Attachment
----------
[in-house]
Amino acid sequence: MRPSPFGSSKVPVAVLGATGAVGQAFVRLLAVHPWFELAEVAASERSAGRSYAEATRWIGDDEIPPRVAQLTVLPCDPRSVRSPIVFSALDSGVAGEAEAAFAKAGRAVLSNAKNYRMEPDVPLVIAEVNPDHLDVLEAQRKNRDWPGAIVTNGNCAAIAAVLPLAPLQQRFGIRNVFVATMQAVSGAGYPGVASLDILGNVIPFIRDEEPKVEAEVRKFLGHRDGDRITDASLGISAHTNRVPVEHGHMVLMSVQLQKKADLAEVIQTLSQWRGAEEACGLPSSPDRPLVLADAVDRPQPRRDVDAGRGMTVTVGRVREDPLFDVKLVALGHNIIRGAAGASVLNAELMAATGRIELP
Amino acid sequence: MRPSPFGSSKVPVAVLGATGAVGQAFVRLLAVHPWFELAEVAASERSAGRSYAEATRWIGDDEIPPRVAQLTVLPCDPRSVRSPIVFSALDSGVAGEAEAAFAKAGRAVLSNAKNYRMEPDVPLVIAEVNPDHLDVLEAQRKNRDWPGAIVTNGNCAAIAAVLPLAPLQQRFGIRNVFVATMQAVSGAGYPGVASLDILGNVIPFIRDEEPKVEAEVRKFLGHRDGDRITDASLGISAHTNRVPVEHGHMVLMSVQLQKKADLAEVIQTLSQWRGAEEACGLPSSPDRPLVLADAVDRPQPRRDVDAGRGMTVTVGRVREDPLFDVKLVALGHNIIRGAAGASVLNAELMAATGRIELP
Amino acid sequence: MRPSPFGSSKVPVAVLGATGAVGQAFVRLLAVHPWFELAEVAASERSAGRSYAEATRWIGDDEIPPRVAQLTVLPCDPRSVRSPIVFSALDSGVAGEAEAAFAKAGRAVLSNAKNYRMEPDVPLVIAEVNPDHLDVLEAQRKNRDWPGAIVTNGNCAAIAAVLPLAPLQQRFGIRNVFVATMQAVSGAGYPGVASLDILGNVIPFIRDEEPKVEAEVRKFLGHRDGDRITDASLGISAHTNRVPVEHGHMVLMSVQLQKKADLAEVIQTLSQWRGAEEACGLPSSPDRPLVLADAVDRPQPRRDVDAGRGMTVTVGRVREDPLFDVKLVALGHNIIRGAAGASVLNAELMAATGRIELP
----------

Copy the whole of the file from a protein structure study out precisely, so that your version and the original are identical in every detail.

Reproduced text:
[in-house]
Amino acid sequence: MRPSPFGSSKVPVAVLGATGAVGQAFVRLLAVHPWFELAEVAASERSAGRSYAEATRWIGDDEIPPRVAQLTVLPCDPRSVRSPIVFSALDSGVAGEAEAAFAKAGRAVLSNAKNYRMEPDVPLVIAEVNPDHLDVLEAQRKNRDWPGAIVTNGNCAAIAAVLPLAPLQQRFGIRNVFVATMQAVSGAGYPGVASLDILGNVIPFIRDEEPKVEAEVRKFLGHRDGDRITDASLGISAHTNRVPVEHGHMVLMSVQLQKKADLAEVIQTLSQWRGAEEACGLPSSPDRPLVLADAVDRPQPRRDVDAGRGMTVTVGRVREDPLFDVKLVALGHNIIRGAAGASVLNAELMAATGRIELP
Amino acid sequence: MRPSPFGSSKVPVAVLGATGAVGQAFVRLLAVHPWFELAEVAASERSAGRSYAEATRWIGDDEIPPRVAQLTVLPCDPRSVRSPIVFSALDSGVAGEAEAAFAKAGRAVLSNAKNYRMEPDVPLVIAEVNPDHLDVLEAQRKNRDWPGAIVTNGNCAAIAAVLPLAPLQQRFGIRNVFVATMQAVSGAGYPGVASLDILGNVIPFIRDEEPKVEAEVRKFLGHRDGDRITDASLGISAHTNRVPVEHGHMVLMSVQLQKKADLAEVIQTLSQWRGAEEACGLPSSPDRPLVLADAVDRPQPRRDVDAGRGMTVTVGRVREDPLFDVKLVALGHNIIRGAAGASVLNAELMAATGRIELP
Amino acid sequence: MRPSPFGSSKVPVAVLGATGAVGQAFVRLLAVHPWFELAEVAASERSAGRSYAEATRWIGDDEIPPRVAQLTVLPCDPRSVRSPIVFSALDSGVAGEAEAAFAKAGRAVLSNAKNYRMEPDVPLVIAEVNPDHLDVLEAQRKNRDWPGAIVTNGNCAAIAAVLPLAPLQQRFGIRNVFVATMQAVSGAGYPGVASLDILGNVIPFIRDEEPKVEAEVRKFLGHRDGDRITDASLGISAHTNRVPVEHGHMVLMSVQLQKKADLAEVIQTLSQWRGAEEACGLPSSPDRPLVLADAVDRPQPRRDVDAGRGMTVTVGRVREDPLFDVKLVALGHNIIRGAAGASVLNAELMAATGRIELP